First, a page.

And he took me seriously and he said this is really important and and I had this sense too Albert Einstein had this quote about how um you know that the the splitting of the atom has changed everything except our mode of thinking and hence we drift towards unparalleled catastrophe what shall be required if mankind is to survive is a whole new mode of thinking and so what is this new mode of thinking I think it's beyond the ego beyond the individual that we're all in it in some ways together and so when I went to this guidance counselor he took me seriously and but then he gave me this Book Realm to the human unconscious and when I read that I was like this is it this is the way to get deep into the psyche um Jung has this incredible quote about the most important political spiritual thing we can do is withdraw the projection of our shadow onto others and I felt that this idea of you know that we see ourselves in some ways uh overly positive and we are negative parts that we disown we project out onto others the Shadow and so if we could withdraw that and own that and I felt that LSD was helping me do that to disown parts of myself and the guidance counselor astonishingly newsstand Groff and the what was Stan was talking about was science I didn't trust religion so much but I trusted science and this was about spirituality about psychodynamics about birth trauma about and it was a technology to help people get better so I felt that there was a reality check in this in the therapy so it was all combined in this package of how do you help people um appreciate and enjoy the life the precious life that we're given and how do we help people adjust to suffering and to trauma and and work through that and this guidance counselor actually had Stan's address and got the book from Stan the book was published in 1975 and I got it manuscript copy in 1972.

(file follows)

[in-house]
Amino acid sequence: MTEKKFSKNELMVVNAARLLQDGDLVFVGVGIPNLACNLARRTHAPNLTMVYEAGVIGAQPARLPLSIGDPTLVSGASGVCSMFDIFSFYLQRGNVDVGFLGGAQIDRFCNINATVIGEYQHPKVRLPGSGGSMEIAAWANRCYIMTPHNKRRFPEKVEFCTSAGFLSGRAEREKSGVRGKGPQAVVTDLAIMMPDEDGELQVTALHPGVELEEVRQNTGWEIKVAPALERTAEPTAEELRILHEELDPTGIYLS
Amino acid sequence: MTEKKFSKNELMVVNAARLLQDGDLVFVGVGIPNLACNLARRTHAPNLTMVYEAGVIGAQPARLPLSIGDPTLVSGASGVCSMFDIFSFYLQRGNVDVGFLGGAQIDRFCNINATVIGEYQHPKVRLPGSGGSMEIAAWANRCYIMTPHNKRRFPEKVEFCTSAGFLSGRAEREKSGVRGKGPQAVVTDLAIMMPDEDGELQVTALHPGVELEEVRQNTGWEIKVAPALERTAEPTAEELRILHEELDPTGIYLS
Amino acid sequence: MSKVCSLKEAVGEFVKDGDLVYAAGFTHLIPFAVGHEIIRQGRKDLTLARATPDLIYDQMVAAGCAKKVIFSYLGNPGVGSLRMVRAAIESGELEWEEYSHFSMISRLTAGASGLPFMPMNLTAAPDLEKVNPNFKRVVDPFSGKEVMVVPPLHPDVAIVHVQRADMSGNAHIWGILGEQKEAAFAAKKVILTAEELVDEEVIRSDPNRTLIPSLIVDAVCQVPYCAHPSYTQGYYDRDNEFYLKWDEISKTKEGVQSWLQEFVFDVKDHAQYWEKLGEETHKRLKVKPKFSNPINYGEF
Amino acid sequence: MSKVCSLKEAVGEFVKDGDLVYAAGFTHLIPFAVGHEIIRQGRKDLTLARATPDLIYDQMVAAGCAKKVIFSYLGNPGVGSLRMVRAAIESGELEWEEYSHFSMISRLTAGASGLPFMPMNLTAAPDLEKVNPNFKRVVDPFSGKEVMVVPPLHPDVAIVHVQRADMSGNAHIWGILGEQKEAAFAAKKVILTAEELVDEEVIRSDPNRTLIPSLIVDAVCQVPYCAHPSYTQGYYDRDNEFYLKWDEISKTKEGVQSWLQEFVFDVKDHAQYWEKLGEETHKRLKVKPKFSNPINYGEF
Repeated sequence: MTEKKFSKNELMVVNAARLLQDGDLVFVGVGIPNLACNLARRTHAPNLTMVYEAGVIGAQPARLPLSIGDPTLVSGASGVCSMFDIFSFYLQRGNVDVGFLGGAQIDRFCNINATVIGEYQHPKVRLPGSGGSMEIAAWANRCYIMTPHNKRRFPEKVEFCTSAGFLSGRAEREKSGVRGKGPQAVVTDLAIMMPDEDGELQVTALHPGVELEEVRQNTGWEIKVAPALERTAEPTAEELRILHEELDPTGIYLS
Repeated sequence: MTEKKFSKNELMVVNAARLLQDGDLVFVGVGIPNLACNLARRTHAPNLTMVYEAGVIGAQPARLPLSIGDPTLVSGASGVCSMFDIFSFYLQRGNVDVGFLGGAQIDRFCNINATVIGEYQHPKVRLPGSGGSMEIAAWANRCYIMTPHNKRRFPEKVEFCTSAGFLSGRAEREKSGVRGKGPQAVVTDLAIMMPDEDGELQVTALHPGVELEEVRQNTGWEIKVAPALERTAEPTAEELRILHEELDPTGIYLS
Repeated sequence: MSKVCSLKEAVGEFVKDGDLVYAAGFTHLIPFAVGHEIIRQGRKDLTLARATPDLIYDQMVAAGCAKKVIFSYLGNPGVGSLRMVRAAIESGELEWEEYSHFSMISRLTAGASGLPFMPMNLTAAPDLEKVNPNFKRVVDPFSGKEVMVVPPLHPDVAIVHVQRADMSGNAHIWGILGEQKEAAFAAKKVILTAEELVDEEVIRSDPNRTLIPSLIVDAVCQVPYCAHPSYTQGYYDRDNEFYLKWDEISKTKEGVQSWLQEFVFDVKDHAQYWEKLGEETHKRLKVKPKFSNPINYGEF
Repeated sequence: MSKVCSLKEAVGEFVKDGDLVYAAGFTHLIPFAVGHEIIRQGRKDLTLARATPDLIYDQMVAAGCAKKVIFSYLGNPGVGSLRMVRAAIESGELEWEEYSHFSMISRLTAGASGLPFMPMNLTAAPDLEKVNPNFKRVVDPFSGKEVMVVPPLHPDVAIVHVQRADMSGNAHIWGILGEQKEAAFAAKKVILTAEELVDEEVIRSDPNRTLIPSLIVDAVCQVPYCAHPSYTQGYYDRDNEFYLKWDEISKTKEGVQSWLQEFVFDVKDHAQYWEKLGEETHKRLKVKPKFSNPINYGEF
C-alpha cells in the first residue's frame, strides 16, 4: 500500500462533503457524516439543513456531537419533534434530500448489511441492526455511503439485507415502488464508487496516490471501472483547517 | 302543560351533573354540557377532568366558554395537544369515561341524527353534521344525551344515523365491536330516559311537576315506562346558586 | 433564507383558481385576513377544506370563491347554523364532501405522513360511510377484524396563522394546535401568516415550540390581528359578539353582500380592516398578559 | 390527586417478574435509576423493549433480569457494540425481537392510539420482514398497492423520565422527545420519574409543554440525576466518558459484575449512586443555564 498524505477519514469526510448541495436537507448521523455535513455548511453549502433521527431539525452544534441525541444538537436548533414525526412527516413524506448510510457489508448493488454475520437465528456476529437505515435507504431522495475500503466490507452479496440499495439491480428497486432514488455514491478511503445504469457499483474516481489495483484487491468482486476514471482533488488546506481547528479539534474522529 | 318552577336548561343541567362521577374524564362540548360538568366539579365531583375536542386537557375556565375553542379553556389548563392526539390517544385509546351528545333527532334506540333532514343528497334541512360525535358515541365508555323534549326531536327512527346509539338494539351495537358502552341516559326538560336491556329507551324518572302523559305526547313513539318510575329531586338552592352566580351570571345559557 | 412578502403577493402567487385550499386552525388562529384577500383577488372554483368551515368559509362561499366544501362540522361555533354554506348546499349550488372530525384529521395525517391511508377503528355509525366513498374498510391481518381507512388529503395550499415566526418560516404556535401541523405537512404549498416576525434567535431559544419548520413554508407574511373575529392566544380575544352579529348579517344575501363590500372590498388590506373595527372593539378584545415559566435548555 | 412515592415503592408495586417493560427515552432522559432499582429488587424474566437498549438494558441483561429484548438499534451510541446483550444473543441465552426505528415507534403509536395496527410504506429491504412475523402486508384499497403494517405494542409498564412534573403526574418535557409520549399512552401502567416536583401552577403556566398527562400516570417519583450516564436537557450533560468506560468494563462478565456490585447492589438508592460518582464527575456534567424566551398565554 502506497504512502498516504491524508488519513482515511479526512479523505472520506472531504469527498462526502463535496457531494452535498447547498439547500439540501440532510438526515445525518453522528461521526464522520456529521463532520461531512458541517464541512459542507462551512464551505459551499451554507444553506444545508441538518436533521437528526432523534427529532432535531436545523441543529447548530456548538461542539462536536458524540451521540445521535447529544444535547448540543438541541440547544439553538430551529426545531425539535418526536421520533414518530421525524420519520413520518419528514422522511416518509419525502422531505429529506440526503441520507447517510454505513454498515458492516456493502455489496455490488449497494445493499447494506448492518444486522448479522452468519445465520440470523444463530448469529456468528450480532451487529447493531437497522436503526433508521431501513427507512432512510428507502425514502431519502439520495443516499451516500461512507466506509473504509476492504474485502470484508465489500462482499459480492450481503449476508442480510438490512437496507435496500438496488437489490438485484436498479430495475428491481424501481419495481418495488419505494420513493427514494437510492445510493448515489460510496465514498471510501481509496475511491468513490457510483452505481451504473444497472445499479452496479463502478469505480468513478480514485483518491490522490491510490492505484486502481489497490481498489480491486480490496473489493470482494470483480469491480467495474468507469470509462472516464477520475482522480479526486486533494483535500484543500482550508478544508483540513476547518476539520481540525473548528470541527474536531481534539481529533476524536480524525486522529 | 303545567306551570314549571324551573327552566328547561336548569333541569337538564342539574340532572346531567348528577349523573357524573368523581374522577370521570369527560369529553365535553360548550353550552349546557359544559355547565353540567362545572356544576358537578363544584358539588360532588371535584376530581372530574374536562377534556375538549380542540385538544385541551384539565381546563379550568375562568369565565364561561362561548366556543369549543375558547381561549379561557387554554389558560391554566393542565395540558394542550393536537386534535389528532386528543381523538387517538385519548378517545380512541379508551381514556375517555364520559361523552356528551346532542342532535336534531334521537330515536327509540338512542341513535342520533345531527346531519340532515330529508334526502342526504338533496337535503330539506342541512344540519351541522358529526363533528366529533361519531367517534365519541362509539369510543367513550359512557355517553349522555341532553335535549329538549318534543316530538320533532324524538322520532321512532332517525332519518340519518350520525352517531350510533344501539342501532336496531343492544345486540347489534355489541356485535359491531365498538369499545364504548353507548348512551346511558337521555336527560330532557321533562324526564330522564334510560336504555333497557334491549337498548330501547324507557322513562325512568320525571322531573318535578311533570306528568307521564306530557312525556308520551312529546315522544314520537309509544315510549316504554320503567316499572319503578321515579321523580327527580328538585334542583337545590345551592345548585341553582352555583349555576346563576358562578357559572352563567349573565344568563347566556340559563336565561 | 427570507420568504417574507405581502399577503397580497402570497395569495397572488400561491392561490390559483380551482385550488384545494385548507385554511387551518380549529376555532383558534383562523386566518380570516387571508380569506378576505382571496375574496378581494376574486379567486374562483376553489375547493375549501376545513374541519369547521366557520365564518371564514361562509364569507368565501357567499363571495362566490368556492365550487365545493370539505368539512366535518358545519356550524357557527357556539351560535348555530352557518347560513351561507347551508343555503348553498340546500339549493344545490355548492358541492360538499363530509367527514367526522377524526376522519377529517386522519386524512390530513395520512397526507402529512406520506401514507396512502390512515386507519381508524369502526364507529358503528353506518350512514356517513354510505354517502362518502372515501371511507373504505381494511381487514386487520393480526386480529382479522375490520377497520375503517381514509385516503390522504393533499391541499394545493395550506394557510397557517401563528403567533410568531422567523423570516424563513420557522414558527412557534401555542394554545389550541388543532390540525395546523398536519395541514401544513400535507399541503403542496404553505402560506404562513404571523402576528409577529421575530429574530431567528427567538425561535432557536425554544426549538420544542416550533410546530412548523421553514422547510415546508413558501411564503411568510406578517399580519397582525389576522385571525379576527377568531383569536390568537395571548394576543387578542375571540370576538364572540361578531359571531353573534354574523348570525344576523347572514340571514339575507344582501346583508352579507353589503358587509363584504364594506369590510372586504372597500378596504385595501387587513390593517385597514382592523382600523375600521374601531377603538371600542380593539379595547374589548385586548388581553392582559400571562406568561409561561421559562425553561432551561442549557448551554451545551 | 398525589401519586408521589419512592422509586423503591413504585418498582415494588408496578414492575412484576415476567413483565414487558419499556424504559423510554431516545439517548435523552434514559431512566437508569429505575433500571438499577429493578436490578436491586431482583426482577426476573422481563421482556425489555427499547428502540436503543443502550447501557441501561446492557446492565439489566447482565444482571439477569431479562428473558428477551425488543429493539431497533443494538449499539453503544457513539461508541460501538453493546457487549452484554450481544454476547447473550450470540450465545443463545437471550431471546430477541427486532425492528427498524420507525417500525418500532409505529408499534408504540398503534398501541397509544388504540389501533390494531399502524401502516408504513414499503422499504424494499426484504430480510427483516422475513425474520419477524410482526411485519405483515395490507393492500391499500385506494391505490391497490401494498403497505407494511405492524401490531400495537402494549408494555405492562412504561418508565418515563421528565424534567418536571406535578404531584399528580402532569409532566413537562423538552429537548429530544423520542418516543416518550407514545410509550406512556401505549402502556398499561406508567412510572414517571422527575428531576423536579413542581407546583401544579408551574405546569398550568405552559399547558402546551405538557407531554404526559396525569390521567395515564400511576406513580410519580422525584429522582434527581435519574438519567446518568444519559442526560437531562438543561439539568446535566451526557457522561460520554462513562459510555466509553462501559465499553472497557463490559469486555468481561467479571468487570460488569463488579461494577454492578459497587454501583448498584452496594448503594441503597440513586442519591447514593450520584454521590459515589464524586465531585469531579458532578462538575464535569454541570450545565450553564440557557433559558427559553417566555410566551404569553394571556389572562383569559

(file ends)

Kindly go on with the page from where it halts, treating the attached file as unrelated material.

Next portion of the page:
So I wrote to Stan and I was 18 year old confused guy and here he's MD PhD at Hopkins but the LSD research is being shut down and he wrote me back and invited me to a workshop that he and Joan Halifax were giving in the summer of 1972. so I hitchhiked Across America did this Workshop did Primal therapy for three weeks intensive did a month-long encounter group and none of these things really got me where I had hoped to be you know I had this delusion about quote Enlightenment and all and and so out of that I realized that I had totally undervalued um integration and that I I needed to really get grounded so I spent 10 years actually building houses being in the physical world dropped out of school and then 10 years later I went back to college and my first semester was uh with Stan Groff and Christina at eslin to develop a curriculum to become a psychedelic therapist and that's where I discovered I learned about MDMA and it was kind of sad because it was both a therapy drug that I learned about that was tremendous but also it had escaped and was becoming ecstasy and was that was doomed this was during Nancy Reagan and Ronald Reagan and just say no so I felt like I could get politically involved I woke up to the value of LSD after the backlash but I was waking up to the value of MDMA before the backlash so that's what led to me starting to be politically involved and I'd say the big turning point was 1983 after I learned about MDMA I'd read a book by Robert Mueller who was the assistant Secretary General of the UN and this book was new genesis shaping a global spirituality and Robert Mueller had been the French resistance fighter against the Nazi so he had been an military person um he wrote one book called what war taught me about peace but this book was had this thesis that this spirituality this sense of we're all in it together that he said that is the resolution of a lot of these disputes the U.N was created for disputes between countries but a lot of the disputes are religious based and we need this understanding that we're all in this together and then the picture of the on the cover of his book was the Earth from space and the astronauts were saying some similar things that once you get this sense of how we're all together you it changes your understanding and your politics so I wrote to Robert Mueller I said great book but you don't say anything about psychedelics and I think psychedelics could help us understand the spirituality that you're talking about would you help us bring back psychedelic research and I told him about MDMA and he wrote me back again it was just astonishing he wrote me back and he said there's a bunch of Mystics I'd like to introduce you to Brother David steindle Ross Rabbi zelman schachter Vania Palmers and the the subtext was send them MDMA which I had mentioned to them and and I did and they would take MDMA Brother David took it in the monastery to help him meditate and have doses that had deepened his meditation practice afterwards the way we talk about psychedelics is you can have an experience and then you can spend a lot of time integrating it without the drug and that that was my theory of change in a way affirmed by the assistant Secretary General of the U.N that we need this underpinning of spirituality and so when um 1984 when I started a non-profit before maps to protect uh try to protect the therapeutic use of MDMA the government was going to move against ecstasy and we had this advantage in that we meaning this underground therapy Community we knew that the government was coming after us but they didn't know we existed they only knew about ecstasy as a party drug they didn't know about the therapy Trust and so we were able to introduce various people including Lester grinspoon at Harvard Medical School and a few others who was an expert in Psychiatry and who was a big advocate for psychedelic research and so we sort of ceded people who would become Witnesses once this legal case would come against the DEA and that happened in 1984 they moved to criminalize MDMA I went to Washington filed for a hearing we got a hearing and delayed the criminalization of MDMA for about a year and we won the hearing but the judge only gave a recommendation the head of the DEA ignored the recommendation and criminalized MDMA and both recreational therapeutic use that's where I realized I had to get more politically involved and that's where I started maps and the only way is to go through the FDA so it was the winning the case but not getting what we needed which was to preserve therapeutic use of MDMA that that really got me involved and then when I had to start doing research I still was an undergraduate at this time and I want to do psychedelic research this is now 1985 and 86 I graduated in 87 and there was no way to do psychedelic research and I was very interested in this spiritual aspects of psychedelics and I realized that the Good Friday experiment which was done by Walter Panky Timothy Leary was the sponsor in 1962 an incredible experiment and it was the first experiment really whether psychedelics could produce a mystical experience and the minister who did this Howard Thurman was the minister of marsh Chapel he had studied with Gandhi and he actually was Martin Luther King's Mentor Martin Luther King got a PhD at Boston University and Howard Thurman was this incredible African-American Minister phenomenal eloquent person and he let Walter Panky and Tim Leary bring 20 Divinity students from Andover Newton the electrical Cemetery into church on Good Friday and they all got a pill either psilocybin or placebo and the results of the experiment were that nine out of the 20 people had a mystical experience polar partial mystical experience and eight out of those nine had the psilocybin and it was just an incredible project but in a tragic after that you know Larry got kicked out of Harvard Walter panicky went to Johns Hopkins worked there with Stan Groff and Walter died in a tragic scuba diving accident in 1971.